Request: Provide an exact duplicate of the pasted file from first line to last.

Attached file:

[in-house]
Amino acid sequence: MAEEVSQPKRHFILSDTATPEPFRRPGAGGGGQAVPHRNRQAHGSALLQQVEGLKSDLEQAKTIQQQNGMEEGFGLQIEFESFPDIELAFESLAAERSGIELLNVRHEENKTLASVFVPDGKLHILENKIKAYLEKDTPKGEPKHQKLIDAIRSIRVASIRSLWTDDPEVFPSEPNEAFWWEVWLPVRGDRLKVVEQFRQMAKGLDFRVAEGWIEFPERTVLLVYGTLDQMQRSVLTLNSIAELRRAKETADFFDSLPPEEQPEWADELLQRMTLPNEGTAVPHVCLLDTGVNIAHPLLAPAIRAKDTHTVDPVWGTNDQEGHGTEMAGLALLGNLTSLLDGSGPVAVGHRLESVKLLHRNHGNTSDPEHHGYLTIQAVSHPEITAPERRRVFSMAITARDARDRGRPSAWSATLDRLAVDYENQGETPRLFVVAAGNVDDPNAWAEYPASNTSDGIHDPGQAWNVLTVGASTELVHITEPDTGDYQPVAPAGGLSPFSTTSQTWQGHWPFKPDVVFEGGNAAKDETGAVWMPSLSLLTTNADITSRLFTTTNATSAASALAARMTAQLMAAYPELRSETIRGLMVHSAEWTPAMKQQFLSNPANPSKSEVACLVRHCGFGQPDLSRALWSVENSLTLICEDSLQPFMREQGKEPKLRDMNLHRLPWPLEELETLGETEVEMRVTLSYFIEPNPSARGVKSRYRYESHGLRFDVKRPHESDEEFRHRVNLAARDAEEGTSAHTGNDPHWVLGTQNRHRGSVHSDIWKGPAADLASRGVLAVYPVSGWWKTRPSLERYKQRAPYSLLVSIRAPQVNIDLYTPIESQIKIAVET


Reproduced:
[in-house]
Amino acid sequence: MAEEVSQPKRHFILSDTATPEPFRRPGAGGGGQAVPHRNRQAHGSALLQQVEGLKSDLEQAKTIQQQNGMEEGFGLQIEFESFPDIELAFESLAAERSGIELLNVRHEENKTLASVFVPDGKLHILENKIKAYLEKDTPKGEPKHQKLIDAIRSIRVASIRSLWTDDPEVFPSEPNEAFWWEVWLPVRGDRLKVVEQFRQMAKGLDFRVAEGWIEFPERTVLLVYGTLDQMQRSVLTLNSIAELRRAKETADFFDSLPPEEQPEWADELLQRMTLPNEGTAVPHVCLLDTGVNIAHPLLAPAIRAKDTHTVDPVWGTNDQEGHGTEMAGLALLGNLTSLLDGSGPVAVGHRLESVKLLHRNHGNTSDPEHHGYLTIQAVSHPEITAPERRRVFSMAITARDARDRGRPSAWSATLDRLAVDYENQGETPRLFVVAAGNVDDPNAWAEYPASNTSDGIHDPGQAWNVLTVGASTELVHITEPDTGDYQPVAPAGGLSPFSTTSQTWQGHWPFKPDVVFEGGNAAKDETGAVWMPSLSLLTTNADITSRLFTTTNATSAASALAARMTAQLMAAYPELRSETIRGLMVHSAEWTPAMKQQFLSNPANPSKSEVACLVRHCGFGQPDLSRALWSVENSLTLICEDSLQPFMREQGKEPKLRDMNLHRLPWPLEELETLGETEVEMRVTLSYFIEPNPSARGVKSRYRYESHGLRFDVKRPHESDEEFRHRVNLAARDAEEGTSAHTGNDPHWVLGTQNRHRGSVHSDIWKGPAADLASRGVLAVYPVSGWWKTRPSLERYKQRAPYSLLVSIRAPQVNIDLYTPIESQIKIAVET